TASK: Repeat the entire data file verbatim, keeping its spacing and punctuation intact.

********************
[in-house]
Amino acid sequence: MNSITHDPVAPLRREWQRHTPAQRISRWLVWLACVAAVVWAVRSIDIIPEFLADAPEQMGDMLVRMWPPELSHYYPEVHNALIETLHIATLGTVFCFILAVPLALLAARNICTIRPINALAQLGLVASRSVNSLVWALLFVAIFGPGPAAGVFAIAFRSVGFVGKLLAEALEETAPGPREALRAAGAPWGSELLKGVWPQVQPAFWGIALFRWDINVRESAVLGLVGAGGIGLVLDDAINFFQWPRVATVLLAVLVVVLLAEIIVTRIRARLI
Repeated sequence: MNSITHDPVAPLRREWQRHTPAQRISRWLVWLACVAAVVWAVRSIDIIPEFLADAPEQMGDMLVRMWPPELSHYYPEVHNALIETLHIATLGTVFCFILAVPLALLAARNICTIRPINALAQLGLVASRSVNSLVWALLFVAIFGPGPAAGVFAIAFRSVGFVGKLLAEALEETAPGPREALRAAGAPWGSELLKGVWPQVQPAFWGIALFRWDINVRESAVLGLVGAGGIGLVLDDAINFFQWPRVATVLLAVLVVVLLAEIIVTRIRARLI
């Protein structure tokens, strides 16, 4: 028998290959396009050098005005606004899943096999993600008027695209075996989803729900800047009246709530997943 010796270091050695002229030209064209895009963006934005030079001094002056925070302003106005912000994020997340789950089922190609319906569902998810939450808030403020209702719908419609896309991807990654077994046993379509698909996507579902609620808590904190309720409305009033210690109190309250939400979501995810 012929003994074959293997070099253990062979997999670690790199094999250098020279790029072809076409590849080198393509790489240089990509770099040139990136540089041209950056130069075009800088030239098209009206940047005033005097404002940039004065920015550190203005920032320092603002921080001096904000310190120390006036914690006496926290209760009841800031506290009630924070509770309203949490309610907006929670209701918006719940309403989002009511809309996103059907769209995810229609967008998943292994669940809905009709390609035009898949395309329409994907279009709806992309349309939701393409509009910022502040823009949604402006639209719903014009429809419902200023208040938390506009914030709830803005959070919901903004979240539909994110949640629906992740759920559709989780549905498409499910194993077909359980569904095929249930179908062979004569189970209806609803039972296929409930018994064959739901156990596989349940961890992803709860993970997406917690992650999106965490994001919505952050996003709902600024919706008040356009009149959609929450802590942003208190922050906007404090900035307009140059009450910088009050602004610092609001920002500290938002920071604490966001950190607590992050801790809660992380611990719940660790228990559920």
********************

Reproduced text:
[in-house]
Amino acid sequence: MNSITHDPVAPLRREWQRHTPAQRISRWLVWLACVAAVVWAVRSIDIIPEFLADAPEQMGDMLVRMWPPELSHYYPEVHNALIETLHIATLGTVFCFILAVPLALLAARNICTIRPINALAQLGLVASRSVNSLVWALLFVAIFGPGPAAGVFAIAFRSVGFVGKLLAEALEETAPGPREALRAAGAPWGSELLKGVWPQVQPAFWGIALFRWDINVRESAVLGLVGAGGIGLVLDDAINFFQWPRVATVLLAVLVVVLLAEIIVTRIRARLI
Repeated sequence: MNSITHDPVAPLRREWQRHTPAQRISRWLVWLACVAAVVWAVRSIDIIPEFLADAPEQMGDMLVRMWPPELSHYYPEVHNALIETLHIATLGTVFCFILAVPLALLAARNICTIRPINALAQLGLVASRSVNSLVWALLFVAIFGPGPAAGVFAIAFRSVGFVGKLLAEALEETAPGPREALRAAGAPWGSELLKGVWPQVQPAFWGIALFRWDINVRESAVLGLVGAGGIGLVLDDAINFFQWPRVATVLLAVLVVVLLAEIIVTRIRARLI
């Protein structure tokens, strides 16, 4: 028998290959396009050098005005606004899943096999993600008027695209075996989803729900800047009246709530997943 010796270091050695002229030209064209895009963006934005030079001094002056925070302003106005912000994020997340789950089922190609319906569902998810939450808030403020209702719908419609896309991807990654077994046993379509698909996507579902609620808590904190309720409305009033210690109190309250939400979501995810 012929003994074959293997070099253990062979997999670690790199094999250098020279790029072809076409590849080198393509790489240089990509770099040139990136540089041209950056130069075009800088030239098209009206940047005033005097404002940039004065920015550190203005920032320092603002921080001096904000310190120390006036914690006496926290209760009841800031506290009630924070509770309203949490309610907006929670209701918006719940309403989002009511809309996103059907769209995810229609967008998943292994669940809905009709390609035009898949395309329409994907279009709806992309349309939701393409509009910022502040823009949604402006639209719903014009429809419902200023208040938390506009914030709830803005959070919901903004979240539909994110949640629906992740759920559709989780549905498409499910194993077909359980569904095929249930179908062979004569189970209806609803039972296929409930018994064959739901156990596989349940961890992803709860993970997406917690992650999106965490994001919505952050996003709902600024919706008040356009009149959609929450802590942003208190922050906007404090900035307009140059009450910088009050602004610092609001920002500290938002920071604490966001950190607590992050801790809660992380611990719940660790228990559920």